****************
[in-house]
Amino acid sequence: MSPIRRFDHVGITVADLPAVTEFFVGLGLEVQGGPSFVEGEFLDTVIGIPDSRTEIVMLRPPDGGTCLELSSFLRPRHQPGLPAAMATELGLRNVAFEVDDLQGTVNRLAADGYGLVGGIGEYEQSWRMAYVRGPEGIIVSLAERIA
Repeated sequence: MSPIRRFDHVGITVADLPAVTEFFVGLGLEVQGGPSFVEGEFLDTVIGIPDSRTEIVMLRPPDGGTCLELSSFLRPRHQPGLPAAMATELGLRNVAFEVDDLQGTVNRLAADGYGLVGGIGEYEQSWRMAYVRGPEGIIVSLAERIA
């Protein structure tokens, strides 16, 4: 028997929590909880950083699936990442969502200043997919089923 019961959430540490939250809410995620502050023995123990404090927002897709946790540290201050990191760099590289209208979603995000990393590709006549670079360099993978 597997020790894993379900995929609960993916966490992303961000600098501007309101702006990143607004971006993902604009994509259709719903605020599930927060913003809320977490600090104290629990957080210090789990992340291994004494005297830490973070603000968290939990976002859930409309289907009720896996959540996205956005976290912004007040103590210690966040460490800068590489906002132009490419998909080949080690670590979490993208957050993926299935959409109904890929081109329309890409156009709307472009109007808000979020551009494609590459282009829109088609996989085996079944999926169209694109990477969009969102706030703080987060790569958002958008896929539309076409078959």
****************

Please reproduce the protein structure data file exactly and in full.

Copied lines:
[in-house]
Amino acid sequence: MSPIRRFDHVGITVADLPAVTEFFVGLGLEVQGGPSFVEGEFLDTVIGIPDSRTEIVMLRPPDGGTCLELSSFLRPRHQPGLPAAMATELGLRNVAFEVDDLQGTVNRLAADGYGLVGGIGEYEQSWRMAYVRGPEGIIVSLAERIA
Repeated sequence: MSPIRRFDHVGITVADLPAVTEFFVGLGLEVQGGPSFVEGEFLDTVIGIPDSRTEIVMLRPPDGGTCLELSSFLRPRHQPGLPAAMATELGLRNVAFEVDDLQGTVNRLAADGYGLVGGIGEYEQSWRMAYVRGPEGIIVSLAERIA
């Protein structure tokens, strides 16, 4: 028997929590909880950083699936990442969502200043997919089923 019961959430540490939250809410995620502050023995123990404090927002897709946790540290201050990191760099590289209208979603995000990393590709006549670079360099993978 597997020790894993379900995929609960993916966490992303961000600098501007309101702006990143607004971006993902604009994509259709719903605020599930927060913003809320977490600090104290629990957080210090789990992340291994004494005297830490973070603000968290939990976002859930409309289907009720896996959540996205956005976290912004007040103590210690966040460490800068590489906002132009490419998909080949080690670590979490993208957050993926299935959409109904890929081109329309890409156009709307472009109007808000979020551009494609590459282009829109088609996989085996079944999926169209694109990477969009969102706030703080987060790569958002958008896929539309076409078959």